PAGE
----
63. Perry AL, Low PJ, Ellis JR, Reynolds JD (2005) Climate change and distribution shifts in marine fishes. Science 308:1912–1915CrossRefGoogle Scholar
  64. Pimentel M, Faleiro F, Dionísio G, Repolho T, Pousão-Ferreira P, Machado J, Rosa R (2014) Defective skeletogenesis and oversized otoliths in fish early stages in a changing ocean. J Exp Biol 217:2062–2070CrossRefGoogle Scholar
  65. Plaut I (2001) Critical swimming speed: its ecological relevance. Comp Biochem Physiol A 131:41–50CrossRefGoogle Scholar
  66. Polo A, Yafera M, Pascual E (1991) Effects of temperature on egg and larval development of Spartus aurata L. Aquaculture 92:367–375CrossRefGoogle Scholar
  67. Pörtner HO, Farrell AP (2008) Physiology and climate change. Science 322:690–692CrossRefGoogle Scholar
  68. Rhee JS, Kim BM, Kim RO, Seo JS, Kim IC, Lee YM, Lee JS (2013) Co-expression of antioxidant enzymes with expression of p53, DNA repair, and heat shock protein genes in the gamma ray-irradiated hermaphroditic fish Kryptolebias marmoratus larvae. Aquat Toxicol 140C–141C:58–67CrossRefGoogle Scholar
  69. Rosa R, Baptista M, Lopes VM, Pegado MR, Paula R, Trübenbach K, Leal MC, Calado R, Repolho T (2014) Early-life exposure to climate change impairs tropical shark survival. Proc R Soc B 281:1793CrossRefGoogle Scholar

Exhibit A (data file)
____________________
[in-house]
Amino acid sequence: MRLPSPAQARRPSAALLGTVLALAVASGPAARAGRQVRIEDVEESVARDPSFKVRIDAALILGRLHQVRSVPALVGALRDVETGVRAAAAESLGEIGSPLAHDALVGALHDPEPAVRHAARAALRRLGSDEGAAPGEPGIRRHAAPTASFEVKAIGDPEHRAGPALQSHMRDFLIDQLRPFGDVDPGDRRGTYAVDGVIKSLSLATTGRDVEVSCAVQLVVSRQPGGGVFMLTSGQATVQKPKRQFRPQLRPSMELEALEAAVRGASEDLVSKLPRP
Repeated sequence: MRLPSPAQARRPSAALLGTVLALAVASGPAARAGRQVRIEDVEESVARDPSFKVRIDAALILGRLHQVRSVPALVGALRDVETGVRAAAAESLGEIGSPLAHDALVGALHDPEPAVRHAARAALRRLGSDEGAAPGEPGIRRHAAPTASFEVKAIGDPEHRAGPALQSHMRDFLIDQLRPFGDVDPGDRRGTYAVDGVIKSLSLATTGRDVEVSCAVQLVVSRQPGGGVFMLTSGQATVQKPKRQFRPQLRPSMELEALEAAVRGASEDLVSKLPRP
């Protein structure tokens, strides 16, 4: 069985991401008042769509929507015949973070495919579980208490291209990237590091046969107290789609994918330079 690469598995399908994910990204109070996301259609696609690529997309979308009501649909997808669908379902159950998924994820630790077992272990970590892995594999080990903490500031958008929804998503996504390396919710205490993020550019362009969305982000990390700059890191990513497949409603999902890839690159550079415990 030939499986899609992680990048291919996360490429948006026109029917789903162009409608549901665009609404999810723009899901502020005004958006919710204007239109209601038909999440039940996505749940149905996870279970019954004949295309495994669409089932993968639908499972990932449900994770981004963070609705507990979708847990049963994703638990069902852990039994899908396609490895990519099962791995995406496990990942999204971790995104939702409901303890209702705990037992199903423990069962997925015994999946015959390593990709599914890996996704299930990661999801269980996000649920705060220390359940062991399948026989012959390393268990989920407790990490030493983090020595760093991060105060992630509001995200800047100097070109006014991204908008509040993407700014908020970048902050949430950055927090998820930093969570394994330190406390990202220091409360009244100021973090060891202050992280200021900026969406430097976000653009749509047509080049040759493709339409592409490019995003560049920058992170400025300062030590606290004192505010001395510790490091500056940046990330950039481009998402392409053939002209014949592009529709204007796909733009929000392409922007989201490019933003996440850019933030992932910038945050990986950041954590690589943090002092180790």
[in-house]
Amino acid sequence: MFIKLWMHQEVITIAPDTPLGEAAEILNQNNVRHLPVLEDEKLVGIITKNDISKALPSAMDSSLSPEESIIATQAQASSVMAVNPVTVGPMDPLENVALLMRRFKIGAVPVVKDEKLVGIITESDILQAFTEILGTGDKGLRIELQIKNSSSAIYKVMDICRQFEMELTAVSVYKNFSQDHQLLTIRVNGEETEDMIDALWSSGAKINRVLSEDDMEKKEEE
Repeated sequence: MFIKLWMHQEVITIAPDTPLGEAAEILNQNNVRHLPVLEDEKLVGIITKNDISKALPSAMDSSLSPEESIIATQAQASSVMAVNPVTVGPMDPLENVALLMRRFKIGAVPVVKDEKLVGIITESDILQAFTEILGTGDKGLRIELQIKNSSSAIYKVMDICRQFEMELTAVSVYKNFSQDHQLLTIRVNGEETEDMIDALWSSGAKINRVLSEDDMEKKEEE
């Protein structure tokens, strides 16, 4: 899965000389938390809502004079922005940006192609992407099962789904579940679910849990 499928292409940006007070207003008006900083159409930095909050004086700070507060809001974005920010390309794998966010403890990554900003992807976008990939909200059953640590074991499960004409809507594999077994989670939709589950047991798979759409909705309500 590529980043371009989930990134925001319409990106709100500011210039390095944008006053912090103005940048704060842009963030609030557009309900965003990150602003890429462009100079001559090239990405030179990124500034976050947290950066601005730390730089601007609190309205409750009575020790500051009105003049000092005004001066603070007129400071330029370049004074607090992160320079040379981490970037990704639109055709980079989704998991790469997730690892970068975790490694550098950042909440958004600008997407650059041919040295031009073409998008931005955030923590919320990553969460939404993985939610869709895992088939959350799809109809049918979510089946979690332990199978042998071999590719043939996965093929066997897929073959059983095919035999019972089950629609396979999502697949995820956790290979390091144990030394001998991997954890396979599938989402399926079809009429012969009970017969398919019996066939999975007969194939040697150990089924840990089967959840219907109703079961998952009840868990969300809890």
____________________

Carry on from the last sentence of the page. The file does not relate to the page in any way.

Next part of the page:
70. Rose TH, Smale DA, Botting G (2012) The 2011 marine heat wave in Cockburn Sound, southwest Australia. Ocean Sci 8:545–550CrossRefGoogle Scholar
  71. Salinas S, Munch SB (2012) Thermal legacies: transgenerational effects of temperature on growth in a vertebrate. Ecol Lett 15:159–163CrossRefGoogle Scholar
  72. Santos FD, Miranda P (eds) (2006) Climate change in Portugal: scenarios, impacts and adaptation measures—SIAM II project. Gradiva, LisboaGoogle Scholar
  73. Shama LNS, Strobel A, Mark FC, Wegner KM (2014) Transgenerational plasticity in marine sticklebacks: maternal effects mediate impacts of a warming ocean. Funct Ecol 28(6):1482–1493CrossRefGoogle Scholar
  74. Skjærven KH, Penglase S, Olsvik PA, Hamre K (2013) Redox regulation in Atlantic cod (Gadus morhua) embryos developing under normal and heat-stressed conditions. Free Radic Biol Med 57:29–38CrossRefGoogle Scholar